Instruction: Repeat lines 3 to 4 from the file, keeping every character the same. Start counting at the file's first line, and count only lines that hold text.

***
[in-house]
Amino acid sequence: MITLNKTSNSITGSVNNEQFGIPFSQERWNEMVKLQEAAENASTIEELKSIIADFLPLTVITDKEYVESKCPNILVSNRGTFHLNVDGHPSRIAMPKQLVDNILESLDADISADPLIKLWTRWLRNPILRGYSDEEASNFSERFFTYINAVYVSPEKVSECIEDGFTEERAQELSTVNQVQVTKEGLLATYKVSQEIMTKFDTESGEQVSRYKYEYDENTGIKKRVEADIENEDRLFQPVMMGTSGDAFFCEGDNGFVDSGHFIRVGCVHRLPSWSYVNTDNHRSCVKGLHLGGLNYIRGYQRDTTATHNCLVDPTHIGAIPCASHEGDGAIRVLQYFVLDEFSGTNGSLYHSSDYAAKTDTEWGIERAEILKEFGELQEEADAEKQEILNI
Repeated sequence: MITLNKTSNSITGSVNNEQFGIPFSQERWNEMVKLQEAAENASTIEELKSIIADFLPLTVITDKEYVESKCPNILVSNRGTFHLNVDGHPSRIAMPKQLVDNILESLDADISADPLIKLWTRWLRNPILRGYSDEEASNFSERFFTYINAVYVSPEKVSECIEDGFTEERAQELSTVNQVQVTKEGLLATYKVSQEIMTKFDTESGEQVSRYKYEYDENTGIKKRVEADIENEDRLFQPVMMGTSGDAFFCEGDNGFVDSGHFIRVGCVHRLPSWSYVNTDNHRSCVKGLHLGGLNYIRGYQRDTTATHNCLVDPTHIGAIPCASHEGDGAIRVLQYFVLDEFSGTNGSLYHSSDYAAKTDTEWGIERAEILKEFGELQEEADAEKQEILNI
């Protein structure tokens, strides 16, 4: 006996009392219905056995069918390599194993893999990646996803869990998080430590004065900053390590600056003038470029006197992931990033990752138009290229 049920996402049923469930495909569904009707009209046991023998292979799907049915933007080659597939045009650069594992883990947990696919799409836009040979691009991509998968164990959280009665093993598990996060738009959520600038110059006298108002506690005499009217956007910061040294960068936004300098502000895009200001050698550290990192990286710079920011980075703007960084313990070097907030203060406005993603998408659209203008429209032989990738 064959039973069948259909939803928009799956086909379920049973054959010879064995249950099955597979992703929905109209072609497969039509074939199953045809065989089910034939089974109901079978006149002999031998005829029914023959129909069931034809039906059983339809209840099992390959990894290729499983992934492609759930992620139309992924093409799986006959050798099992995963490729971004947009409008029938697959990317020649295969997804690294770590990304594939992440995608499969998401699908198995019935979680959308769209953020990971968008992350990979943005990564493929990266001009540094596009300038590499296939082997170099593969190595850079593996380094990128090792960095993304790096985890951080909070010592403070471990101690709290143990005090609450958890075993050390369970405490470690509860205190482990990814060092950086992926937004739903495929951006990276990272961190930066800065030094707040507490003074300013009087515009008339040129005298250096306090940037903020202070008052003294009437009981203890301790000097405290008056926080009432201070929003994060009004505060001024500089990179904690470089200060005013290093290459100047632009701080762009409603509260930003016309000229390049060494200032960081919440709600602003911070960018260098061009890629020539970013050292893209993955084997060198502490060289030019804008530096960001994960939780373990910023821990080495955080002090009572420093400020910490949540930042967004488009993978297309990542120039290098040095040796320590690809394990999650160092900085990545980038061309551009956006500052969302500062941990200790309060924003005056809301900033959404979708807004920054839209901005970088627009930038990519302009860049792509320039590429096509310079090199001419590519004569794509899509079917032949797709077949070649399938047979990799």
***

Repeated sequence: MITLNKTSNSITGSVNNEQFGIPFSQERWNEMVKLQEAAENASTIEELKSIIADFLPLTVITDKEYVESKCPNILVSNRGTFHLNVDGHPSRIAMPKQLVDNILESLDADISADPLIKLWTRWLRNPILRGYSDEEASNFSERFFTYINAVYVSPEKVSECIEDGFTEERAQELSTVNQVQVTKEGLLATYKVSQEIMTKFDTESGEQVSRYKYEYDENTGIKKRVEADIENEDRLFQPVMMGTSGDAFFCEGDNGFVDSGHFIRVGCVHRLPSWSYVNTDNHRSCVKGLHLGGLNYIRGYQRDTTATHNCLVDPTHIGAIPCASHEGDGAIRVLQYFVLDEFSGTNGSLYHSSDYAAKTDTEWGIERAEILKEFGELQEEADAEKQEILNI
């Protein structure tokens, strides 16, 4: 006996009392219905056995069918390599194993893999990646996803869990998080430590004065900053390590600056003038470029006197992931990033990752138009290229 049920996402049923469930495909569904009707009209046991023998292979799907049915933007080659597939045009650069594992883990947990696919799409836009040979691009991509998968164990959280009665093993598990996060738009959520600038110059006298108002506690005499009217956007910061040294960068936004300098502000895009200001050698550290990192990286710079920011980075703007960084313990070097907030203060406005993603998408659209203008429209032989990738 064959039973069948259909939803928009799956086909379920049973054959010879064995249950099955597979992703929905109209072609497969039509074939199953045809065989089910034939089974109901079978006149002999031998005829029914023959129909069931034809039906059983339809209840099992390959990894290729499983992934492609759930992620139309992924093409799986006959050798099992995963490729971004947009409008029938697959990317020649295969997804690294770590990304594939992440995608499969998401699908198995019935979680959308769209953020990971968008992350990979943005990564493929990266001009540094596009300038590499296939082997170099593969190595850079593996380094990128090792960095993304790096985890951080909070010592403070471990101690709290143990005090609450958890075993050390369970405490470690509860205190482990990814060092950086992926937004739903495929951006990276990272961190930066800065030094707040507490003074300013009087515009008339040129005298250096306090940037903020202070008052003294009437009981203890301790000097405290008056926080009432201070929003994060009004505060001024500089990179904690470089200060005013290093290459100047632009701080762009409603509260930003016309000229390049060494200032960081919440709600602003911070960018260098061009890629020539970013050292893209993955084997060198502490060289030019804008530096960001994960939780373990910023821990080495955080002090009572420093400020910490949540930042967004488009993978297309990542120039290098040095040796320590690809394990999650160092900085990545980038061309551009956006500052969302500062941990200790309060924003005056809301900033959404979708807004920054839209901005970088627009930038990519302009860049792509320039590429096509310079090199001419590519004569794509899509079917032949797709077949070649399938047979990799």